Selection of judges revamped


Seeking to cloak more women and minorities in judicial robes, Gov. Parris N. Glendening yesterday overhauled the commissions that recommend candidates for Maryland judgeships.

The governor's order gives him more power in appointing members of the commissions that choose pools of candidates for state judgeships at every level -- from district court to the Court of Appeals. In effect, all 210 commission members could be replaced.

The order was prompted, in part, by two highly publicized incidents in which white, male circuit judges in Baltimore County were accused of being insensitive to women after they gave light sentences to a rapist and a man who killed his wife.

"I have confidence in the judges on the bench, but we can adjust to the times," he said at a news conference in Baltimore.

Of the 240 Maryland judges, 36 are women and 29 are African-American. No Hispanics or Asian-Americans are Maryland judges.

In an attempt to eliminate the "old boy" network of judicial candidates, the governor's order requires Judicial Nominating Commissions "to be sensitive to gender and diversity issues" of race and ethnic origin that reflect Maryland's population. The order also requires the commissions to evaluate judicial candidates for their sensitivity to a range of legal issues, including domestic disputes. Mr. Glendening based his changes recommendations from a task force of women, and African-Americans and other minorities.

Fifteen commissions, with 13 members each, choose judicial candidates for the trial courts, and one 15-member panel is assigned to the appeals courts. Mr. Glendening will increase the number of trial court commissions to 16.

Currently, the governor appoints seven people to the 13-member commissions; the rest are elected by local bar groups. Of the 96 lawyers on the commissions, only one is African-American and 18 are women.

Under the new order, the governor will name nine members to each commission; the rest will be chosen by local bar groups.

Del. Joseph F. Vallario Jr., a Prince George's County Democrat who chairs the House Judiciary Committee, said he finds no fault with the governor's efforts to make the commissions reflect the makeup of their communities. But, he said, nominees still must be qualified to be judges.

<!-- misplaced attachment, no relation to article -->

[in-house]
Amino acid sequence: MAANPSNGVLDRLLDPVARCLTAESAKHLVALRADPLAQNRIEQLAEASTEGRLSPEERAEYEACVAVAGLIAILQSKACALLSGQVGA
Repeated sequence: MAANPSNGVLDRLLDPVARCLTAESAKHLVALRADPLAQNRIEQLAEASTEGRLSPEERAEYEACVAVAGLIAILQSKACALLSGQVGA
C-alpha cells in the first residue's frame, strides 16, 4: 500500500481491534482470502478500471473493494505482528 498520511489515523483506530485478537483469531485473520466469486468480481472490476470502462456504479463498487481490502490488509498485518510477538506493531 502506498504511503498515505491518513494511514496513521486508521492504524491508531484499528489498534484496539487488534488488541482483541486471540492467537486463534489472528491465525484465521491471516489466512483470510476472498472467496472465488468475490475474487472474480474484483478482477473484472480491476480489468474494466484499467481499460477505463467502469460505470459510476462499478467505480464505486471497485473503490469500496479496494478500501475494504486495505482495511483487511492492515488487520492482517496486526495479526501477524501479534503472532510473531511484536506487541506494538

"I don't care if he stacks the thing as long as they pick the person who is best qualified for the job," Mr. Vallario said. He was not concerned that Mr. Glendening might use the opportunity to put his own people on the bench -- in fact, he said he would be surprised if the governor did not.

"That's what every governor does and that's his prerogative," he said.

Lawyer Eleanor M. Carey, who chaired the governor's task force, said the search for good judges shouldn't be expanded based only on gender and race. "We're talking about experience in public law, trial law, family law, domestic disputes, not just corporate law."

After the news conference, she noted that changes in the system were prompted, in part, by the prominent Baltimore County cases.

One judge, Thomas J. Bollinger, was reprimanded by the state's judicial disciplinary panel last year after he gave a 44-year-old theater manager probation before judgment for raping an 18-year-old employee who had passed out on his bed. At sentencing in 1993, Judge Bollinger said the situation was "the dream of a lot of males."

The light sentence and his comments prompted protests outside the Towson courthouse.

In the other case, 30 female legislators called for the ouster of Judge Robert E. Cahill Sr. after he sentenced a man to 18 months in a work-release program for killing his wife after he found her in bed with another man.

In passing sentence, Judge Cahill said, "I seriously wonder how many married men -- married five, four years -- would have the strength to walk away without inflicting some corporal punishment."

Mr. Glendening said there are 15 judicial vacancies throughout Maryland. During the next few years, he added, many other judges are due to retire.

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